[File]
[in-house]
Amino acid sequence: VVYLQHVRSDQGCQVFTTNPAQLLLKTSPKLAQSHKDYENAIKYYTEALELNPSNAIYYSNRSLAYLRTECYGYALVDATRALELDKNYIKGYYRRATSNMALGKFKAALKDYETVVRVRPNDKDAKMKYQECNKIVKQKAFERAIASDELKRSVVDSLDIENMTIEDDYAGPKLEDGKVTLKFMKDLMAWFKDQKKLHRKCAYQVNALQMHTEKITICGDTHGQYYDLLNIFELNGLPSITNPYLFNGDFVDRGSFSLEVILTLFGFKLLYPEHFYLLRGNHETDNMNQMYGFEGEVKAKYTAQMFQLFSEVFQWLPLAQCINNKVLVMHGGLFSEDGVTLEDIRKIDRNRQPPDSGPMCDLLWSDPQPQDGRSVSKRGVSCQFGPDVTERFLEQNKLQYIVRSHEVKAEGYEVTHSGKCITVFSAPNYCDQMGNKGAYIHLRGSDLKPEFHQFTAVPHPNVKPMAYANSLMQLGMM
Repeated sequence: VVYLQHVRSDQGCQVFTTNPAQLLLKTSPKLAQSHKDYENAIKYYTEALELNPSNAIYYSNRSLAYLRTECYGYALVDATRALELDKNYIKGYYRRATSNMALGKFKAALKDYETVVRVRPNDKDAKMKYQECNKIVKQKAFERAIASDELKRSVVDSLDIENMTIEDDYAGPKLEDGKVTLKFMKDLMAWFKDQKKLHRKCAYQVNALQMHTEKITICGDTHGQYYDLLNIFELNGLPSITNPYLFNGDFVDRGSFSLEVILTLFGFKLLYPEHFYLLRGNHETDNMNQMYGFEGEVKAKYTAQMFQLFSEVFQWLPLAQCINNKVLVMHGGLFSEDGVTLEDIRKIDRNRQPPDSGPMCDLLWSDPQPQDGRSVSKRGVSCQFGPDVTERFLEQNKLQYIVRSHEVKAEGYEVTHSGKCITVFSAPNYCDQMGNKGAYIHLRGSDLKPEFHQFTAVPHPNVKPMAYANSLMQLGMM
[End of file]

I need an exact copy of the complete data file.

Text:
[in-house]
Amino acid sequence: VVYLQHVRSDQGCQVFTTNPAQLLLKTSPKLAQSHKDYENAIKYYTEALELNPSNAIYYSNRSLAYLRTECYGYALVDATRALELDKNYIKGYYRRATSNMALGKFKAALKDYETVVRVRPNDKDAKMKYQECNKIVKQKAFERAIASDELKRSVVDSLDIENMTIEDDYAGPKLEDGKVTLKFMKDLMAWFKDQKKLHRKCAYQVNALQMHTEKITICGDTHGQYYDLLNIFELNGLPSITNPYLFNGDFVDRGSFSLEVILTLFGFKLLYPEHFYLLRGNHETDNMNQMYGFEGEVKAKYTAQMFQLFSEVFQWLPLAQCINNKVLVMHGGLFSEDGVTLEDIRKIDRNRQPPDSGPMCDLLWSDPQPQDGRSVSKRGVSCQFGPDVTERFLEQNKLQYIVRSHEVKAEGYEVTHSGKCITVFSAPNYCDQMGNKGAYIHLRGSDLKPEFHQFTAVPHPNVKPMAYANSLMQLGMM
Repeated sequence: VVYLQHVRSDQGCQVFTTNPAQLLLKTSPKLAQSHKDYENAIKYYTEALELNPSNAIYYSNRSLAYLRTECYGYALVDATRALELDKNYIKGYYRRATSNMALGKFKAALKDYETVVRVRPNDKDAKMKYQECNKIVKQKAFERAIASDELKRSVVDSLDIENMTIEDDYAGPKLEDGKVTLKFMKDLMAWFKDQKKLHRKCAYQVNALQMHTEKITICGDTHGQYYDLLNIFELNGLPSITNPYLFNGDFVDRGSFSLEVILTLFGFKLLYPEHFYLLRGNHETDNMNQMYGFEGEVKAKYTAQMFQLFSEVFQWLPLAQCINNKVLVMHGGLFSEDGVTLEDIRKIDRNRQPPDSGPMCDLLWSDPQPQDGRSVSKRGVSCQFGPDVTERFLEQNKLQYIVRSHEVKAEGYEVTHSGKCITVFSAPNYCDQMGNKGAYIHLRGSDLKPEFHQFTAVPHPNVKPMAYANSLMQLGMM